August 26, 2010 •
Lifting the Ban: National Legislative Conferences
North Carolina, which has a notoriously strict gift ban, permits lobbyists to provide meals and beverages at events held in conjunction with legislative conferences, provided certain conditions are met. In order for the gift exception to apply, either all members of the senate, house, recognized legislative caucus, or the entire general assembly must be invited, and at least 10 individuals associated with the lobbyist or the lobbyist’s organization must attend.
Kentucky does not have a strict ban against lobbyists providing meals to legislators, but there is a $100 annual limit. However, if there is an event where all members of the house or senate, or approved caucus are invited, the amount spent on food and beverages is not counted against the $100 limit.
Not only do many states have exceptions to their gift laws in relative to national legislative conferences, but some also have different reporting requirements. States like Missouri and Georgia allow for group reporting, rather than naming each legislator that attended. In South Dakota, lobbyists are not required to report their expenditures at national conferences at all, provided that the legislature is not in session at the time.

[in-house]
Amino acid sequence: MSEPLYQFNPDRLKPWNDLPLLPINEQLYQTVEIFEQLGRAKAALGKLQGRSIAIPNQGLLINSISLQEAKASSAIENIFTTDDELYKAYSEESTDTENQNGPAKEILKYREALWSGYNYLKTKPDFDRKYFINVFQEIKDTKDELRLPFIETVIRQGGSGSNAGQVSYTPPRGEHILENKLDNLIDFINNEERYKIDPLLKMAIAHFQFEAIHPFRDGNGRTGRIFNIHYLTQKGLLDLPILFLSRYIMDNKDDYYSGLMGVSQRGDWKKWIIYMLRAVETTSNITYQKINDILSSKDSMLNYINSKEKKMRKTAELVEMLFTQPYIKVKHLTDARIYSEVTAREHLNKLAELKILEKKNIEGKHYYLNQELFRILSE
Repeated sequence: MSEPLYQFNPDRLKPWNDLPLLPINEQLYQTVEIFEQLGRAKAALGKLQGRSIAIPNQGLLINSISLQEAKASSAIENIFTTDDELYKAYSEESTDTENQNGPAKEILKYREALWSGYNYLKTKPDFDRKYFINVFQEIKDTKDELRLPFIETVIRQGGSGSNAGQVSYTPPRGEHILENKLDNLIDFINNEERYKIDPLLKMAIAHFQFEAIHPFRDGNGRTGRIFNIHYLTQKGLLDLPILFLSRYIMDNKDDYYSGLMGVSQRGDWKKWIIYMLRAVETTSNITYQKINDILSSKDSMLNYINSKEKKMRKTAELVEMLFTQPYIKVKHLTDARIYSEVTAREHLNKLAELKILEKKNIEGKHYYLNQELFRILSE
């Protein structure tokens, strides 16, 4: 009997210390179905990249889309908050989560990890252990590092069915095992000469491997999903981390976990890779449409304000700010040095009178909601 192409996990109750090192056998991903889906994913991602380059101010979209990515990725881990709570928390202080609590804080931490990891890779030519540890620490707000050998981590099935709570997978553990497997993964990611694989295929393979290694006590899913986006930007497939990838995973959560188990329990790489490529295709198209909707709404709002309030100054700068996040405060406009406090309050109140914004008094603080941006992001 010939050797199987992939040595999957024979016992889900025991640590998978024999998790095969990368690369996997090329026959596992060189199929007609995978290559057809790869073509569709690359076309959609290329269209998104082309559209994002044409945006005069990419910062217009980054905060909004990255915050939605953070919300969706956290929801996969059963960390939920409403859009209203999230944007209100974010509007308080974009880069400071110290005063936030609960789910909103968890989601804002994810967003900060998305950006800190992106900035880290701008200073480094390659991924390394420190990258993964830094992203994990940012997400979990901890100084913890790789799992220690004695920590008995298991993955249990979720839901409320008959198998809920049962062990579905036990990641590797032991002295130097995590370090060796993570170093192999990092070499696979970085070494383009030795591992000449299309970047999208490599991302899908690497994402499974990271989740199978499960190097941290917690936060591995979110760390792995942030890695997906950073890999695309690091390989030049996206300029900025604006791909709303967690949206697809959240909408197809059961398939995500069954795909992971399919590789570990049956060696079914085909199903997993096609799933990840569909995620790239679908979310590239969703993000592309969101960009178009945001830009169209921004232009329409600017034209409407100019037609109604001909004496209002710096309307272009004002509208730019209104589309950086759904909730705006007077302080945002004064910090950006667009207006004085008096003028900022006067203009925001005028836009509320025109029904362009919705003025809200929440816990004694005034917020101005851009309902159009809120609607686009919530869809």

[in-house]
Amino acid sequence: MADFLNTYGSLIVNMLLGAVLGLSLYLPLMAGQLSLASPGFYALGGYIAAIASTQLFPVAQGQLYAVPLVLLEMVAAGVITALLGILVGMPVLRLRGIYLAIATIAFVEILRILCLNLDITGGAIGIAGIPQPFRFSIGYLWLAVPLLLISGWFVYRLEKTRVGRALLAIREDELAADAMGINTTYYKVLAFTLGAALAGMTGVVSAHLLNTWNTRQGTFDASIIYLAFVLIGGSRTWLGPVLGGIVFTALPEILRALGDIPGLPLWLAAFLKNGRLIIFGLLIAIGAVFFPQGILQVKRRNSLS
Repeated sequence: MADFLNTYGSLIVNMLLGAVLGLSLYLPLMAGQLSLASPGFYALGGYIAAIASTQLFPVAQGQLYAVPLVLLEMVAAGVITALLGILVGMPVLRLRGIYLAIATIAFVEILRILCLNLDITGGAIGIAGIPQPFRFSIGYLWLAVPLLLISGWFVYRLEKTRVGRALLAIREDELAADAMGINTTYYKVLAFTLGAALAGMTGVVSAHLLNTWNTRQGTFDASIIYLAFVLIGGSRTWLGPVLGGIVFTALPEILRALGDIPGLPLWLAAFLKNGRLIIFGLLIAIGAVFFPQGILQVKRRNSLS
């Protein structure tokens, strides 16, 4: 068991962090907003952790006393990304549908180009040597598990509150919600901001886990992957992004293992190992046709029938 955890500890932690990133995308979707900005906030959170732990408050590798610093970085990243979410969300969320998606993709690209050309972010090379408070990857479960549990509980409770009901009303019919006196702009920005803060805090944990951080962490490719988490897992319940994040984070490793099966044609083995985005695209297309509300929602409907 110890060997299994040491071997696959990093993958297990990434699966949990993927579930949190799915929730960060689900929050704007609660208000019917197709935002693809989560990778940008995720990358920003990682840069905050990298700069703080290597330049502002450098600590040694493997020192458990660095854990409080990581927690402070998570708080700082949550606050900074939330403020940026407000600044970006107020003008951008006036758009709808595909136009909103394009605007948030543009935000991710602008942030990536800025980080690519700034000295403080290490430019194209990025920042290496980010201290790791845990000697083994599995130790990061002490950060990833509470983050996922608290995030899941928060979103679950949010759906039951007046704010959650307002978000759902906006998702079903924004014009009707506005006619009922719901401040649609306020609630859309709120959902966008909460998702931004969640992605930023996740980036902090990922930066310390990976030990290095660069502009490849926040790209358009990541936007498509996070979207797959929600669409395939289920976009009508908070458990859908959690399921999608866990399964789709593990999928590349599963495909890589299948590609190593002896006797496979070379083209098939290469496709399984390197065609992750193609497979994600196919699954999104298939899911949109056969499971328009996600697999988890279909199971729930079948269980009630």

State and Federal Communications, Inc. provides research and consulting services for government relations professionals on lobbying laws, procurement lobbying laws, political contribution laws in the United States and Canada. Learn more by visiting stateandfed.com.